Tuesday, September 08, 2009

In Your Eyes

Rating: PG-13
Disclaimer: These characters belong to the CW and DC Comics, not to me.
Sequel to In the Darkness.

Things are back to normal.

Well, more or less. There's no real residual awkwardness between the two of them, much to B.J.'s relief. He and Hawkeye banter, joke, and laugh together, just as they've done ever since he came to Korea. The two of them work side by side to take care of the wounded, and then they relax together, sipping martinis in the Swamp, or wandering over to the mess tent to grab a coffee together. Things between them are perfectly normal.

Except... except...

B.J. knows that despite all his efforts to put things back on the friendship level, there's a certain tension underlying the easy banter. Not a bad sort of tension, not at all, but rather something that adds a certain spice to even the most ordinary conversation.

The tension is a sort of echo of what the two of them did together in the rain a week ago. Sometimes, when a quiet falls between them, he glances at Hawkeye, and in his blue, blue eyes he sees...

Well, he sees exactly what he knows is in his own eyes.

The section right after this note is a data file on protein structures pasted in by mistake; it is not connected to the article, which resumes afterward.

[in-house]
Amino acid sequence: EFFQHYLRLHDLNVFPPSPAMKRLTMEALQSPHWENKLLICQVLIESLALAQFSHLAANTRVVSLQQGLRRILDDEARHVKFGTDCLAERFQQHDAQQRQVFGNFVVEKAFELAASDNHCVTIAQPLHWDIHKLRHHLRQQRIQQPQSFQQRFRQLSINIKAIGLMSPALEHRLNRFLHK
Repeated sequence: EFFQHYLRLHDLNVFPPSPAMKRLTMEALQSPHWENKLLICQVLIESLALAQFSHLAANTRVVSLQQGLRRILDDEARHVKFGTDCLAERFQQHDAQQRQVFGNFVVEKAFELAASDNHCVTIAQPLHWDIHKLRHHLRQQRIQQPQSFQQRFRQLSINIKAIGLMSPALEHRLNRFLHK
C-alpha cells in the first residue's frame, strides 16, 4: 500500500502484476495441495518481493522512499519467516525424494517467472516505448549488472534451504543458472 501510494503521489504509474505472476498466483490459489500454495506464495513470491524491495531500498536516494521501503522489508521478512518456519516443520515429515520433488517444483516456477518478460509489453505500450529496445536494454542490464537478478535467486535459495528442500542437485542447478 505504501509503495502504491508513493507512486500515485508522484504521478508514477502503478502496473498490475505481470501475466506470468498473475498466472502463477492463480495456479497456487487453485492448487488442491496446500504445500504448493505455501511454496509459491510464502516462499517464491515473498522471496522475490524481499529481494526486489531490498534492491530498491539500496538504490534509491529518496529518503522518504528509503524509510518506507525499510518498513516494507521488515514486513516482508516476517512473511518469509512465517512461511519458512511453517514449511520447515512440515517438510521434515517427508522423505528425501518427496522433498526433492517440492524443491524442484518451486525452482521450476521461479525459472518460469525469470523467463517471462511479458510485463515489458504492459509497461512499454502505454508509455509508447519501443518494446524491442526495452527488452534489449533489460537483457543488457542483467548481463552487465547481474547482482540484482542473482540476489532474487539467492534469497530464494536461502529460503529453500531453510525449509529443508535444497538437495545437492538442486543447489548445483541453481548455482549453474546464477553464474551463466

He tries to avoid silences for that reason, because seeing his own feelings reflected in Hawk's gaze scares him a little. Maybe Hawkeye feels the same way, because there's a hell of a lot of joking between the two of them. When they aren't talking, B.J.'s writing a letter to Peg, and avoiding Hawk's gaze.

He's written an awful lot of letters over the past week.

And not a single one of them tells what he's really experiencing, here in the drab grayness of Korea.

Lost a kid to peritonitis. Found a rat under my cot, gnawing on my socks. Had something precariously close to sex with my tentmate.

Most of what he's gone through here is awful, but some of it is strangely wonderful. But he can't share any of it with Peg. He keeps it all to himself, because none of it is the sort of thing he can load onto his wife's fragile shoulders.

She couldn't possibly understand any of it. She couldn't possibly forgive him for what he's done.

Hell, he can't understand it, or forgive himself.

Still, she's his wife, and he has to write her something, so he keeps his letters as light and funny as he can. And he writes, and writes, and writes...

Because it's safer than looking into Hawkeye's eyes.

-The End-

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